Don’t worry too much about a roadmap. Just hit the road.
I get it. Analytics can be intimidating at first. But are you going to let the fear of striking out keep you from playing the game? Take a page out of Babe Ruth’s playbook and step up to the plate. When you do, keep in mind that there’s an array of solutions you could implement for clients of all sizes, regardless of their goals. Avoid paralysis by analysis and remember that there is no “one size fits all” approach.

This doesn’t necessarily mean teams should implement an immediate, mind-altering overhaul (especially for brands that may be new to it). Instead, start small. Begin by leveraging an earned media monitoring tool to streamline and strengthen media relationships and determine a baseline for your brand’s media performance. Once you have a solid understanding of your brand’s current position, you will begin to identify emerging trends and insights that will help you generate effective media strategies. For brands that are more comfortable in the measurement space, taking the time to understand larger business goals will enable you to provide effective counsel and embrace a more sophisticated approach over time.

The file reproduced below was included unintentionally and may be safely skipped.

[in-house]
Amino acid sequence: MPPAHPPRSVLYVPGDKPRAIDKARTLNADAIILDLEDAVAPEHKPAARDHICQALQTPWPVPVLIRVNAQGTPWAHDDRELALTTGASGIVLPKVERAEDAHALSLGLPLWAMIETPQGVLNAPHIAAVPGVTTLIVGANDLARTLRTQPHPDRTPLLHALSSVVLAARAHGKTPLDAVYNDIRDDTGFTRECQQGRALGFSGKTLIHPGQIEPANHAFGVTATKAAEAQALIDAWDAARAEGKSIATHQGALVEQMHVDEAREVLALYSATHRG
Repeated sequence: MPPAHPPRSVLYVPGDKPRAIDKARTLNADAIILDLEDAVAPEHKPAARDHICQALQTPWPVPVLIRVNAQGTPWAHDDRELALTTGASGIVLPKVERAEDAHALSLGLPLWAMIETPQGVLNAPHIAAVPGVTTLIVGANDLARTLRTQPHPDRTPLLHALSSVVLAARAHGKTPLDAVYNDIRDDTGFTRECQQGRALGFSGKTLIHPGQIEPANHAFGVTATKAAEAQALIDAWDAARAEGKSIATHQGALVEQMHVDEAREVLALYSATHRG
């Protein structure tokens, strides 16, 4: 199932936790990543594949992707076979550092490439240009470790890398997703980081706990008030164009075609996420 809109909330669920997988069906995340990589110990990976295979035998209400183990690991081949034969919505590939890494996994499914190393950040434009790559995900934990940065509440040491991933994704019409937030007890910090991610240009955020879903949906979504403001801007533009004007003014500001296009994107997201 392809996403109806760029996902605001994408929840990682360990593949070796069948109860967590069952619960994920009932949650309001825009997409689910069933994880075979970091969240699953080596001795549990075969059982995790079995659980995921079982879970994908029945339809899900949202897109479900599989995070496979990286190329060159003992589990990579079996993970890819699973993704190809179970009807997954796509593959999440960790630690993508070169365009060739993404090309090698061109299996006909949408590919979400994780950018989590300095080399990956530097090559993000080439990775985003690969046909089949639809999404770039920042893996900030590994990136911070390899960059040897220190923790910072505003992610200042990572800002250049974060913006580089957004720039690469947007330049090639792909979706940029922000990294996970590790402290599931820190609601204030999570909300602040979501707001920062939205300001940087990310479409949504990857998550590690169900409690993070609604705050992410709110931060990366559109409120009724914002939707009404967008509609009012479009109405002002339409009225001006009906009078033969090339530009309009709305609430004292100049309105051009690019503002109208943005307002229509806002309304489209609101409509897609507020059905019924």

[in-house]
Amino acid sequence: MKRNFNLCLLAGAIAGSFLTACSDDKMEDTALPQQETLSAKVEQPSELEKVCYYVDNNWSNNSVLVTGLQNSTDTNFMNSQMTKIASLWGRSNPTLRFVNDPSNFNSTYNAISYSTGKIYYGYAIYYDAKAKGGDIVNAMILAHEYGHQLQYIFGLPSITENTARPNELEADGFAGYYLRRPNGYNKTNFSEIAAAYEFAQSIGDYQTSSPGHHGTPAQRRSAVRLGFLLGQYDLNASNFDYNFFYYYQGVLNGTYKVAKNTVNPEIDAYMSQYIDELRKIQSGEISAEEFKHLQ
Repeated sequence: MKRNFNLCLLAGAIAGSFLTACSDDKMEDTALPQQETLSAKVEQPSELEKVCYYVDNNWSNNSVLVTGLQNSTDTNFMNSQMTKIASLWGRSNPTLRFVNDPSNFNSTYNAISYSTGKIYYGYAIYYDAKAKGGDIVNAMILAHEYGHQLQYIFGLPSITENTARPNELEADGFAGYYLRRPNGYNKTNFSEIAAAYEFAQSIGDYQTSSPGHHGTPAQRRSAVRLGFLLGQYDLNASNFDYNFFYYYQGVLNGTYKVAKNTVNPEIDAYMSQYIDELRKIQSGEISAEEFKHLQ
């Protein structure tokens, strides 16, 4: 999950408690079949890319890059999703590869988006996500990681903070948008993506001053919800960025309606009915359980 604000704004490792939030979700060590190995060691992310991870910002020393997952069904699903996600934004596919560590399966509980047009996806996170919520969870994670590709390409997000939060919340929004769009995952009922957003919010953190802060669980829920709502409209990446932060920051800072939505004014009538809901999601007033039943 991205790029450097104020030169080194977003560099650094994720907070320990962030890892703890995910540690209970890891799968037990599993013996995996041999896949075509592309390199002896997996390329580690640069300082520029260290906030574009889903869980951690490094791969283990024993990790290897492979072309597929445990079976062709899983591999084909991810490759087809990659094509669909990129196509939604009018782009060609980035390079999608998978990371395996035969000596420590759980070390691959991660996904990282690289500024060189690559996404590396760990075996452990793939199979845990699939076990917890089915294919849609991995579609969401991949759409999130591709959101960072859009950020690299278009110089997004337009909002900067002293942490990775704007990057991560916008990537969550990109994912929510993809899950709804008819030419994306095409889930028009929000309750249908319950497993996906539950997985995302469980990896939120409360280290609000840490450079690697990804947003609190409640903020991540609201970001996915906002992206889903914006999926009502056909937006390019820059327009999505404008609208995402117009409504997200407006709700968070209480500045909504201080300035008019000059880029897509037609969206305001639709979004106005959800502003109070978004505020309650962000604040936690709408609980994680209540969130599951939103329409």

Aim for value over volume.
Today’s earned media reporting tools give you the power to track more metrics than ever, but just because you can track certain metrics doesn’t mean you should. Once you get into the swing of measurement, it’s easy to get lost in the excitement of it all, but before you get carried away, think back to your overarching goals. It’s important to choose metrics that can directly speak to the desired outcome and whether that outcome was achieved. Seek to understand what coverage performs well, reaches your target audience, and amplifies your key messages – and do more of that.

For example, suppose you’re looking to communicate with a niche audience. In that case, it may be worth measuring success through KPIs like key media penetration and message pull-through as opposed to reach. (After all, do those one million impressions matter if they’re not reaching your target and driving business?). Similarly, if you’re measuring your brand’s media performance compared to competitors, consider whether coverage volume or coverage quality and prominence will be more impactful.

Remember, data and analytics are merely numbers unless they can be translated and applied by teams to yield great results, bring insights to light and quickly enact change. By embracing an integrated measurement culture – whether you’re a data newbie or an analytics advocate – you will be positioned to truly optimize our most powerful tool as PR practitioners today: data.

To hear more on this topic, please check out to this vodcast Sierra recently participated in with PRWeek’s Gideon Fidelzeid and Cision’s Chelsea Mirkin.